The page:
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Emotions & Challenges, Losing a Spouse or Partner

Survivor Experience: No Warning / No Clue

On August 3, 2012, my significant other of 18 years, Dave, went for a motorcycle ride. He stopped at the local taproom for a beer on the way home. When he got home, he came through the house, said hello, and went to his man cave (the garage), to have another beer and listen to the rest of the San Francisco Giants baseball game. I went out to the garage during the 8th inning to ask him what he had eaten that day, wondering if I should make something for a late dinner.

As I was leaving the garage, he laughed and asked what I was wearing – telling me it looked like a tablecloth. It was a lightweight blue plaid summer dress that I wore around the house when it was hot. I playfully got indignant and said he was wearing a tablecloth. That was the last conversation we would ever have.

I was laying on the couch watching the Olympics and reading a murder mystery novel when he came into the house and went upstairs. I assumed he was going to get ready for bed, maybe take a shower, and then come downstairs to eat. I didn’t hear the shower and peeked up the stairs at one point and saw the bathroom light was off. At this point, I assumed he had laid down on the bed and fallen asleep. I wish I had gone upstairs to give him a hard time about not saying good night.

I laid back down on the couch, reading and pretending to watch TV. When I heard a loud bang, I thought one of our planters had fallen on the front porch.

I got up and looked outside and all the planters were still hanging. Dave is a light sleeper, so I went upstairs to ask him if he had heard the noise. When I entered the bedroom, I smelled the gun powder smell and was confused but thought maybe some neighbor kids had thrown a firecracker in the front yard.

I sat down on the bed next to him and it was wet. I can’t remember whether I turned the lamp on first with my left hand or put my right hand on his chest to shake him awake. I think it was simultaneous. Everything happened at once. The light went on. I saw blood on my hand and realized he had shot himself. Everything is a blur after that. I know I screamed and ran downstairs to the phone and dialed 911.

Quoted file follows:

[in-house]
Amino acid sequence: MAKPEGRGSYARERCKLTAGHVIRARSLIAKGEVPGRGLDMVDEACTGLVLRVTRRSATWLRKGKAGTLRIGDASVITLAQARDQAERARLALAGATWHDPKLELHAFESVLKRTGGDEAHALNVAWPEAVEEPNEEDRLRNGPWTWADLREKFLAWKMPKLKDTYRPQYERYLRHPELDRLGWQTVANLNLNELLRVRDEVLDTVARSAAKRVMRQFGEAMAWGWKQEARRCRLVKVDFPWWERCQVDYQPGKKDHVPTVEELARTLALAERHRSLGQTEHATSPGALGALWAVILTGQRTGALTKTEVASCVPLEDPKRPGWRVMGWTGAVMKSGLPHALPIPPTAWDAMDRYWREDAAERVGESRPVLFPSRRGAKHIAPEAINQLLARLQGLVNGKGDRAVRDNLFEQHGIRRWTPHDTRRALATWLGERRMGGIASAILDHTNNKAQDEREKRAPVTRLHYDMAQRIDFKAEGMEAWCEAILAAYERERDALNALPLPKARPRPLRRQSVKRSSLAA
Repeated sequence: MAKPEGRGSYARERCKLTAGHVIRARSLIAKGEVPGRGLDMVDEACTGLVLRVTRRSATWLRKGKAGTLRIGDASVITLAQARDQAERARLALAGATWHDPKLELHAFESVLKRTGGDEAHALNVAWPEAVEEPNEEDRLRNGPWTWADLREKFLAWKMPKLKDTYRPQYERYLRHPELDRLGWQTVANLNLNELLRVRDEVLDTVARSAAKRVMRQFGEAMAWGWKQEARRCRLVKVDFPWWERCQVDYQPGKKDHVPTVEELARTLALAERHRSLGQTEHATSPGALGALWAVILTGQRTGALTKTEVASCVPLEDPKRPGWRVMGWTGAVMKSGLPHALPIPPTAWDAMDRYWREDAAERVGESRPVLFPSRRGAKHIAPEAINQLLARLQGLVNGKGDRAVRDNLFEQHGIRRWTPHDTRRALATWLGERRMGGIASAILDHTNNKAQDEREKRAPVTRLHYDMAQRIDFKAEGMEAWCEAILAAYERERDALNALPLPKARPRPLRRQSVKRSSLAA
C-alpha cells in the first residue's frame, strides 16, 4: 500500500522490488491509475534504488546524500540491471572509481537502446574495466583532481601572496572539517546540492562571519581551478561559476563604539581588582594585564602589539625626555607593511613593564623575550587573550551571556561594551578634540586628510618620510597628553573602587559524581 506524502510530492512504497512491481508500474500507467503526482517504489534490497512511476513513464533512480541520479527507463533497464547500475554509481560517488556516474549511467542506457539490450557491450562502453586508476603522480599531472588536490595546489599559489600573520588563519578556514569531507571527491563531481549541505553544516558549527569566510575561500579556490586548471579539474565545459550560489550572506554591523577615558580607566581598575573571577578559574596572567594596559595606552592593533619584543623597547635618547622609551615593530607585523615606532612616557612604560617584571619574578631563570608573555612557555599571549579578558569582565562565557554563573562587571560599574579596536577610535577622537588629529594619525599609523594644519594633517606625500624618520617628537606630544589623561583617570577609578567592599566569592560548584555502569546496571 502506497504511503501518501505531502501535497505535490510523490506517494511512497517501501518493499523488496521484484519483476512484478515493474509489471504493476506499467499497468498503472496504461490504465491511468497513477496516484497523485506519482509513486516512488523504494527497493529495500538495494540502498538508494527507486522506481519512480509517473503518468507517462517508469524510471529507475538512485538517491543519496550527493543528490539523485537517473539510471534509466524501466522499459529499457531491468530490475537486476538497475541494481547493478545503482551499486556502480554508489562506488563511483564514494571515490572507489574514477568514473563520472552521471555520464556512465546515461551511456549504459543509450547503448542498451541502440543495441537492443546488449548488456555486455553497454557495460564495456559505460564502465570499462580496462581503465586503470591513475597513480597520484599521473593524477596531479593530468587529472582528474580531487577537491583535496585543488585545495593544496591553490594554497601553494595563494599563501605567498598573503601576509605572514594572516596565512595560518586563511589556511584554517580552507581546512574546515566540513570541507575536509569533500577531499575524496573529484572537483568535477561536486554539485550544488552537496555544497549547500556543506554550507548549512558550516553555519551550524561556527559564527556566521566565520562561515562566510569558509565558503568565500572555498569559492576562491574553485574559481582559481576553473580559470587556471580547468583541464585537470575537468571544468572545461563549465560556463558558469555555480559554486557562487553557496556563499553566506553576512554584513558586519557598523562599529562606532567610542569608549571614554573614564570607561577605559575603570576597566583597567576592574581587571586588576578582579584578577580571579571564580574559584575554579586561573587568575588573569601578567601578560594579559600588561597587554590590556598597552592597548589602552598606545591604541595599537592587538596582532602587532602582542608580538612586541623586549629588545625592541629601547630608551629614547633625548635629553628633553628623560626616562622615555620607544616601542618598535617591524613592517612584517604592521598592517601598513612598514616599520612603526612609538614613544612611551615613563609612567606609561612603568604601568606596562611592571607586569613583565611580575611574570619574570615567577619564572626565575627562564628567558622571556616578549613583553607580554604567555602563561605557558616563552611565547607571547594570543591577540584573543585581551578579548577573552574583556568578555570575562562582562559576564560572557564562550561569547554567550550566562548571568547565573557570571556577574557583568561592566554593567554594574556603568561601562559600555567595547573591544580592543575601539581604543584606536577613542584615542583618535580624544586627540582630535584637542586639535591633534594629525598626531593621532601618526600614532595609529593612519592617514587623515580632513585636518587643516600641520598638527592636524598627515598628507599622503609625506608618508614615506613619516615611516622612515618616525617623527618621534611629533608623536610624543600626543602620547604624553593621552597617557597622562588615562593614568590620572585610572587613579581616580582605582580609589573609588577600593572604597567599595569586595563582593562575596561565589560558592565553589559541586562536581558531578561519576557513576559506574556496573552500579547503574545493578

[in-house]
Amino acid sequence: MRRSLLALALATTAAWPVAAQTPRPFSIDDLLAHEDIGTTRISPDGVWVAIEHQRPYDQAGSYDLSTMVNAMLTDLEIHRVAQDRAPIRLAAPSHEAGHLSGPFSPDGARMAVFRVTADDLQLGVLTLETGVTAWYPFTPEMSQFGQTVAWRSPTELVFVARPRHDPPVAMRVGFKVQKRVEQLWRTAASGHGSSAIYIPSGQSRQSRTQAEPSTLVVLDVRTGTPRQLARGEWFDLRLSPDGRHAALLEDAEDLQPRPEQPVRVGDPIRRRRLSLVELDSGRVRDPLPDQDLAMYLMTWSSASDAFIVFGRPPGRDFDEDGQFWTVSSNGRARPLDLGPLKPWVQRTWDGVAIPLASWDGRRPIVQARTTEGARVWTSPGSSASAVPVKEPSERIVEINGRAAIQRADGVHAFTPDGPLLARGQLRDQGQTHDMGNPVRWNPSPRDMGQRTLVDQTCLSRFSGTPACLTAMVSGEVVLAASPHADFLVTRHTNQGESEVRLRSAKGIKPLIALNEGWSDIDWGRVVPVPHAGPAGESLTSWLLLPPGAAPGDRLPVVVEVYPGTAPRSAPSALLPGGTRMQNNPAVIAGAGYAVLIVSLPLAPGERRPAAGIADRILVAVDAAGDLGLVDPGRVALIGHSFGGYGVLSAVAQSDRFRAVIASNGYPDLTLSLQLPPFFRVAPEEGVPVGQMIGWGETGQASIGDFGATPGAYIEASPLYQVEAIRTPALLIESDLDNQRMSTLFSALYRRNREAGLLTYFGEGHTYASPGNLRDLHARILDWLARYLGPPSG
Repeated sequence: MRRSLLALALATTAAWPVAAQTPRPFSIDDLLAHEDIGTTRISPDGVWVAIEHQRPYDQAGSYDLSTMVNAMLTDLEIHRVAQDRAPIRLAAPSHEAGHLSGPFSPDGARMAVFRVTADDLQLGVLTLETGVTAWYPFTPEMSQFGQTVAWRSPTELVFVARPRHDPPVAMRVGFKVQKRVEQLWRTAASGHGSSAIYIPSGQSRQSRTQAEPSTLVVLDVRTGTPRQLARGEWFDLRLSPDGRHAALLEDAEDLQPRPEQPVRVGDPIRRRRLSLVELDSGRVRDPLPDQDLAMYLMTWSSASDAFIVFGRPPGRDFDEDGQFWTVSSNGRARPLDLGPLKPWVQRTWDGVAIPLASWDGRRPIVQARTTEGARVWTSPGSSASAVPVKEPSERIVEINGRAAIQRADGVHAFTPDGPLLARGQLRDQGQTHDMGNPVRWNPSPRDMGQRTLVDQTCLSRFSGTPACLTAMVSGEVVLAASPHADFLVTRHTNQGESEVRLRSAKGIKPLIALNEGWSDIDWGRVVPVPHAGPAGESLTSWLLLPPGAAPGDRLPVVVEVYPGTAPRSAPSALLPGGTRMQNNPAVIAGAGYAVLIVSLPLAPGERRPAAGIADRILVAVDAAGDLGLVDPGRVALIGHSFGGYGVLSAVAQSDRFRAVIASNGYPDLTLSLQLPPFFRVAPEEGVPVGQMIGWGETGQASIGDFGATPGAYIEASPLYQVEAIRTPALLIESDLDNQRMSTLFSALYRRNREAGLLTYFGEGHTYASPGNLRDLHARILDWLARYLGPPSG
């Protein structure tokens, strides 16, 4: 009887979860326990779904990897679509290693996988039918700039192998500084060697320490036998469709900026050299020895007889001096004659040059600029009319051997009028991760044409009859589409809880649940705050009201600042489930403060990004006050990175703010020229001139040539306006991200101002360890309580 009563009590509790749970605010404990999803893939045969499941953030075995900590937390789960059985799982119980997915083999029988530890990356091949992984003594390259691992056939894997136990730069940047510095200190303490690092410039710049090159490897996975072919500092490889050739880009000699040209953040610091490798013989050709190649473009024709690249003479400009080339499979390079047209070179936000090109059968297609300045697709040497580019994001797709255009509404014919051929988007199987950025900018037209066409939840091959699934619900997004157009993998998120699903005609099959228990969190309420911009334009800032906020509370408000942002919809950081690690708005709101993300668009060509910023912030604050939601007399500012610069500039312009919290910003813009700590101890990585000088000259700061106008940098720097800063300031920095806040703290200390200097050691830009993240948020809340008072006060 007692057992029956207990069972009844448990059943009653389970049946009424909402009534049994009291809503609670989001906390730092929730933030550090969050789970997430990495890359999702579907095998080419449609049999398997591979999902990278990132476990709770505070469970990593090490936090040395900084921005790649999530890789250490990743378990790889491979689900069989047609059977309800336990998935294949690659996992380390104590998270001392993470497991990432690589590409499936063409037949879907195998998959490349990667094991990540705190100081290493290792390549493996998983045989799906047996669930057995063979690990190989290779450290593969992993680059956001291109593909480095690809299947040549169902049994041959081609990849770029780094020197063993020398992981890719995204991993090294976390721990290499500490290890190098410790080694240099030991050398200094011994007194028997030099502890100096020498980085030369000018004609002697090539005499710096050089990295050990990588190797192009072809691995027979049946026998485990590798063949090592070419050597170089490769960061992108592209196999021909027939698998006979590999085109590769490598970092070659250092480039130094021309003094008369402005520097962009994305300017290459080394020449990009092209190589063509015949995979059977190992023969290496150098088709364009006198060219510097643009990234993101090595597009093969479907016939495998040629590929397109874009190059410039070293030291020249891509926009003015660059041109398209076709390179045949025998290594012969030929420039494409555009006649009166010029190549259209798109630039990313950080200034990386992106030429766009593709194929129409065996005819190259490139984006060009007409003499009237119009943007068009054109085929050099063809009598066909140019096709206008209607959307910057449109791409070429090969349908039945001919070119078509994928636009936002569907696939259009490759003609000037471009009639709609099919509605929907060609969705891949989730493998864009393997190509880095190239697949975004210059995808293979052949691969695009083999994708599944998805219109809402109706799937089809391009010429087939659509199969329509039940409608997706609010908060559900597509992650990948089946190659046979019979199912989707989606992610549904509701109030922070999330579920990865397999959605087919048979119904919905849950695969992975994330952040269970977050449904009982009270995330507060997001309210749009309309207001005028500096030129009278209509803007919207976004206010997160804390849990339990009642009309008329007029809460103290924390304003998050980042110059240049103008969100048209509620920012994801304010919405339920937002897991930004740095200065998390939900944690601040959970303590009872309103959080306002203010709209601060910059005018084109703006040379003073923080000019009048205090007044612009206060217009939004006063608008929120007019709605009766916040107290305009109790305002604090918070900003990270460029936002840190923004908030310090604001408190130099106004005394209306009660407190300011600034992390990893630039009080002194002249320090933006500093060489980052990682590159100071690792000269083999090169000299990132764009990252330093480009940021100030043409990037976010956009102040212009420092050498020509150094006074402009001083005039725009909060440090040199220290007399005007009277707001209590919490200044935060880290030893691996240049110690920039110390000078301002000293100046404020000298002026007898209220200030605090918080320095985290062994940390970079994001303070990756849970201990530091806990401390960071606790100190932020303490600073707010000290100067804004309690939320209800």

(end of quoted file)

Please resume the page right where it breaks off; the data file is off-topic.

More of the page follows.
It felt like it took forever for someone to get there. The 911 operator told me to go back upstairs, check if he was breathing, get a towel to place over the gunshot wound, clear his breathing passageway, and do chest compressions. I did whatever she said. I kept telling her I can’t do this and someone needs to get here soon. But it took forever, so I stayed and did what she told me to do. It was horrible. No one should ever have to see anything like that. I knew he was gone. But I kept thinking if they get here soon enough, they can save him.

I don’t understand any of this. I’ve read other posts where people say there was no sign of depression or suicide warnings. And I believe you.

In his 42 years of life, not one relative or friend recalls suicide ever being a thought. In our 18 years together, we went through some rough times, but we were finally in a great place. We had finally figured things out and accepted each other’s faults and appreciated each other’s quirks. We were actively planning for our future. Trips to Pennsylvania and Wisconsin to see family. A group hockey game in the fall. (We did one or two every year and had 75 people last year). Work on our house. The garden (His motto was I grow it – you clean it – you cook it – I eat it).

We were going to spend the rest of our lives together. Everything is wrong now. I can’t imagine having Thanksgiving without him smoking a small turkey and me doing a stuffed turkey in the oven (imagine 30 lbs. of turkey for two people). Christmas morning will be completely wrong. Hockey games without him next to me in a Pavelski jersey is just not right.

If he were here, he’d ask me: “Is someone was feeling lonely?” I would say yes, I’m lonely and I miss you.

About the Author

Wisdom From Our Community

"Wisdom From Our Community" posts originally appeared on the Alliance of Hope Forum for Suicide Loss Survivors and are reprinted with the permission of the authors. Our online forum transcends time and distance, offering a culture of kindness, hope, and understanding to people who have lost loved ones to suicide. Operating like a 24/7 support group, our forum is supervised by a mental health professional and moderated by a trained team of loss survivors. Members can read and comment, share their stories, and connect with other suicide loss survivors.Read More »